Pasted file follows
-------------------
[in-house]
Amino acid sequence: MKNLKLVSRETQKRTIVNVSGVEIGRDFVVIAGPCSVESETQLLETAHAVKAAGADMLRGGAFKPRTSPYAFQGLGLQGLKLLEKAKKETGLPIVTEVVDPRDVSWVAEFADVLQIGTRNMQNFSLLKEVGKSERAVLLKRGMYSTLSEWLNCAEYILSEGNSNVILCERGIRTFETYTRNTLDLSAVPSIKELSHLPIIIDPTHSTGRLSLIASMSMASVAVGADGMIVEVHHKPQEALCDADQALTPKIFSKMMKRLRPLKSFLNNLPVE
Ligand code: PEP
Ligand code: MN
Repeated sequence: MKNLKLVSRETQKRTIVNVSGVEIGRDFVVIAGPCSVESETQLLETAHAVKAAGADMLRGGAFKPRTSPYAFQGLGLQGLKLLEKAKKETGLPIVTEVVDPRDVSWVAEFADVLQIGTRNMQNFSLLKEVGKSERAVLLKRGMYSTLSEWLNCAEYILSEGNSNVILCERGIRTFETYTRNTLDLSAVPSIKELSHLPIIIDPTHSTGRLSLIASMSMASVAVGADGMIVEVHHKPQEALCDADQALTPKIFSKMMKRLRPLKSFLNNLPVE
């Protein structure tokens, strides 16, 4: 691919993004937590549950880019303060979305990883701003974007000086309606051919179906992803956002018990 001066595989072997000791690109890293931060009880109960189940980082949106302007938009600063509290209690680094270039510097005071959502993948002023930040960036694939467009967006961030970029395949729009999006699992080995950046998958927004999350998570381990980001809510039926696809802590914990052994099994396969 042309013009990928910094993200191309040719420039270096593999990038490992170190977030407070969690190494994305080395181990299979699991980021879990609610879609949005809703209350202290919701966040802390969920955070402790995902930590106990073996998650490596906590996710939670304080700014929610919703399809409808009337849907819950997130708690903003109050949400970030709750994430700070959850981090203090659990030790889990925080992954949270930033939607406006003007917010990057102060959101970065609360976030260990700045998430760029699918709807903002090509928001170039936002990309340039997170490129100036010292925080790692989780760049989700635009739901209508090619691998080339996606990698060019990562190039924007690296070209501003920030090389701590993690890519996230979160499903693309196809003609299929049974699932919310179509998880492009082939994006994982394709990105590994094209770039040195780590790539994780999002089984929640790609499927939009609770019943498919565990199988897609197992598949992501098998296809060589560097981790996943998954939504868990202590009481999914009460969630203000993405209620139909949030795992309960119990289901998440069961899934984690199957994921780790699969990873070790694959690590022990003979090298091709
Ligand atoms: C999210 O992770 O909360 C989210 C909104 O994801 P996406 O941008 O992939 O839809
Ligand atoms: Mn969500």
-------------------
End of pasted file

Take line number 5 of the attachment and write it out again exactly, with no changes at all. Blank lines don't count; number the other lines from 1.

Repeated sequence: MKNLKLVSRETQKRTIVNVSGVEIGRDFVVIAGPCSVESETQLLETAHAVKAAGADMLRGGAFKPRTSPYAFQGLGLQGLKLLEKAKKETGLPIVTEVVDPRDVSWVAEFADVLQIGTRNMQNFSLLKEVGKSERAVLLKRGMYSTLSEWLNCAEYILSEGNSNVILCERGIRTFETYTRNTLDLSAVPSIKELSHLPIIIDPTHSTGRLSLIASMSMASVAVGADGMIVEVHHKPQEALCDADQALTPKIFSKMMKRLRPLKSFLNNLPVE